One hour to go, and we would be home from our holiday vacation. Unless that is, we get caught in a 17-hour traffic nightmare.

Emergency Preparedness is my jam. (pun intended)

Whether it’s how I prepare my purse, my luggage, my car, or my home, I feel more comfortable and safer when I am ready for an emergency.

In high school and college, I studied sports medicine and was the team trainer for my high school football team. This is where I learned emergency management, medical training, and logistics under the guidance of the local Fire Chief, who was one of my first mentors.
Later in life, I had the privilege of volunteering for his Fire Department, where I not only learned best practices but learned what NOT to do simply by observing the emergencies we responded to and seeing what people might have done differently to avoid the emergency. Sometimes there is nothing you can do to prevent crises, and the most you can hope for is by using best practices, you will be prepared to deal with whatever comes your way.

Road Trip

January 2022, we were driving home from our annual pilgrimage to Florida, where we had an excellent time with family and, like always, didn’t want to leave. Since a significant snowstorm had hit the east coast, we delayed our trip by a day and a half. We watched the road cameras, the weather, and radio reports and got on the road for the drive home. We even split the drive into two days to give things more time to thaw.
Our plan was working. We stopped an hour or so from home, even though we could have pushed through. We gassed up, used the bathroom, and got food. Later, this decision played heavily into how we survived the next 24 hours so well.
As we left the gas station, traffic was moving, and I hadn’t heard anything on the radio of concern. I was looking forward to getting home before bed. It was below freezing, and I am not a fan of the cold. (hence the visits to Florida) Unbeknownst to us, there was a tractor-trailer accident involving seven trucks that were causing a 40-mile backup directly ahead of us. And we had just passed the last exit to get off the highway.

Traffic came to a full stop.

So, yeah. This wasn’t good.  The road had been passable with cars and trucks constantly moving. But as we sat, the road started to freeze up. The sides of the roads were already frozen, which will come into play later. It was 20-something degrees out, and for those of you not from the southeast, we have SO few snowstorms that it is just not financially doable to have as much winter weather equipment and supplies as our Northern brothers and sisters. 
As we listened to the radio, we still didn’t know about the tractor-trailer issue, but even if we had, it wouldn’t have changed the outcome:

We were trapped.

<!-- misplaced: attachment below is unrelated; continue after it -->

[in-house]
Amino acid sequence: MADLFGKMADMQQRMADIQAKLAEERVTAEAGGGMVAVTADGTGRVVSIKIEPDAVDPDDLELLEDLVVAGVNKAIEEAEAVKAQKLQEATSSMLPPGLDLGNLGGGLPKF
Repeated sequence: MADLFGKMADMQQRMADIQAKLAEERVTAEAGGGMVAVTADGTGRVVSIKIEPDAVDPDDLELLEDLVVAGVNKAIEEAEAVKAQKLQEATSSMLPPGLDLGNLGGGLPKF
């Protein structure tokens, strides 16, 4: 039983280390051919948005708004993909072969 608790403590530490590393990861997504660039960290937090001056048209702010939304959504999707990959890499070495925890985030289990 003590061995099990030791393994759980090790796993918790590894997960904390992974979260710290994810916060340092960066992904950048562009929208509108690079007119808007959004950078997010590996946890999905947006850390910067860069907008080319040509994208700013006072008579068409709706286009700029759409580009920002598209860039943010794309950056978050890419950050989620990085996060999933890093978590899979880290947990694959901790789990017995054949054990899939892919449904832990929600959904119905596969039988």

As far as the eye could see, in front and behind us, we were stuck along with everyone else. At that point, I started counting my blessings – we had gassed, eaten, and use the restroom just before. We didn’t have elderly, small children, or pets. We had a big van and a way to charge our electronics – as long as the gas held out.
Many people tried different strategies – none of which worked very well. One fellow turned his car completely around and drove back up the ramp 1/2 mile behind us. If he was successful, it was only because he owned a 2 door spec, and I honestly don’t know if he made it or not. Several people tried to walk, but every one of them fell down several times. There was no way to pull over (frozen ground), and even if we could have safely left our vehicle, where would we go?
As darkness set in, the temperature dropped, and it started to get cold. REALLY cold. I had blankets and towels in the van and gleefully reminded everyone how they make fun of me for always having all this “stuff” in my van. Of course, several hours later, when we knew we were there for the night, the glee died down a bit. It was 14 degrees outside. We would turn the car off, sleep for a few hours and then turn it on and sleep for a few hours.
Since we had a cooler, we had water and a few snacks, but by morning, everyone was more than ready to get out of the van. The ground was still slick, but after listening to the news and having no real answers about when this would end, two of us left the van to see if we could walk to a convenience store. Jokes were made about the Donner party, and when said store was found, it was pretty bare but did have bathrooms.
Most of the time, we were trapped, and I worked.  Those that know me aren’t shocked.  But seriously, what else was I going to do?  🙂

At hour 17, we moved. About 1/4 of a mile. I did an interview with Fox Weather, and eventually, 23 hours after coming to a full stop, we made it home.

by Travel Blogger Sightseeing Sidekick 

In the end, we were all undamaged (physically, anyway), and it makes for a great story at parties. But it also hits home about always being prepared for winter weather at home, at work, and in your car. Create an emergency supply kit for your vehicle. Include jumper cables, a first aid kit, a flashlight, warm clothes, blankets, bottled water, and non-perishable snacks. Keep a full tank of gas. And maybe stay in Florida an extra few days if there is a big storm at home.
Rebecca is the founder of Sightseeing Sidekick travel blog and the publisher of both a lifestyle and a bridal magazine. Living in Northern Virginia, she’s a 50+ mother and grandmother who started travel blogging to share her “new to her” experiences as she has more time to travel. She hopes to “inspire women who previously may not have been able to travel due to career or family obligations to plan, sightsee, and create memories.” You can follow her on FacebookInstagramPinterest, and YouTube